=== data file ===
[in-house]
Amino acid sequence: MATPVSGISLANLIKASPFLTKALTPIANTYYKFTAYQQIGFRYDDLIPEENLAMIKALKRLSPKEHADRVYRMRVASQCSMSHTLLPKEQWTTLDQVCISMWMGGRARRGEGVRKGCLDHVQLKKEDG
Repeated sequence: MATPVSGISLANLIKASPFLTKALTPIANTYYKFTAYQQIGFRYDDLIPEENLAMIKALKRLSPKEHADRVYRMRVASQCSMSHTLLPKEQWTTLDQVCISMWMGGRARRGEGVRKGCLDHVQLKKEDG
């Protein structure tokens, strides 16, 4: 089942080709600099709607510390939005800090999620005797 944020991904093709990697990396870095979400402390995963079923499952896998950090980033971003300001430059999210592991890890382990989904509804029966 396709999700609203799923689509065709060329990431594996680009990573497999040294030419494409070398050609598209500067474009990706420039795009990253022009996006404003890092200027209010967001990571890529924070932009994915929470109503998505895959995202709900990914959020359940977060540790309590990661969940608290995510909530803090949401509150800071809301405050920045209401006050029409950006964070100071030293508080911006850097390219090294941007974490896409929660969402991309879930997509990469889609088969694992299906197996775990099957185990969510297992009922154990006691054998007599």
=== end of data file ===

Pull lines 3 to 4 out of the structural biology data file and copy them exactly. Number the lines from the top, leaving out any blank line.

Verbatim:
Repeated sequence: MATPVSGISLANLIKASPFLTKALTPIANTYYKFTAYQQIGFRYDDLIPEENLAMIKALKRLSPKEHADRVYRMRVASQCSMSHTLLPKEQWTTLDQVCISMWMGGRARRGEGVRKGCLDHVQLKKEDG
């Protein structure tokens, strides 16, 4: 089942080709600099709607510390939005800090999620005797 944020991904093709990697990396870095979400402390995963079923499952896998950090980033971003300001430059999210592991890890382990989904509804029966 396709999700609203799923689509065709060329990431594996680009990573497999040294030419494409070398050609598209500067474009990706420039795009990253022009996006404003890092200027209010967001990571890529924070932009994915929470109503998505895959995202709900990914959020359940977060540790309590990661969940608290995510909530803090949401509150800071809301405050920045209401006050029409950006964070100071030293508080911006850097390219090294941007974490896409929660969402991309879930997509990469889609088969694992299906197996775990099957185990969510297992009922154990006691054998007599």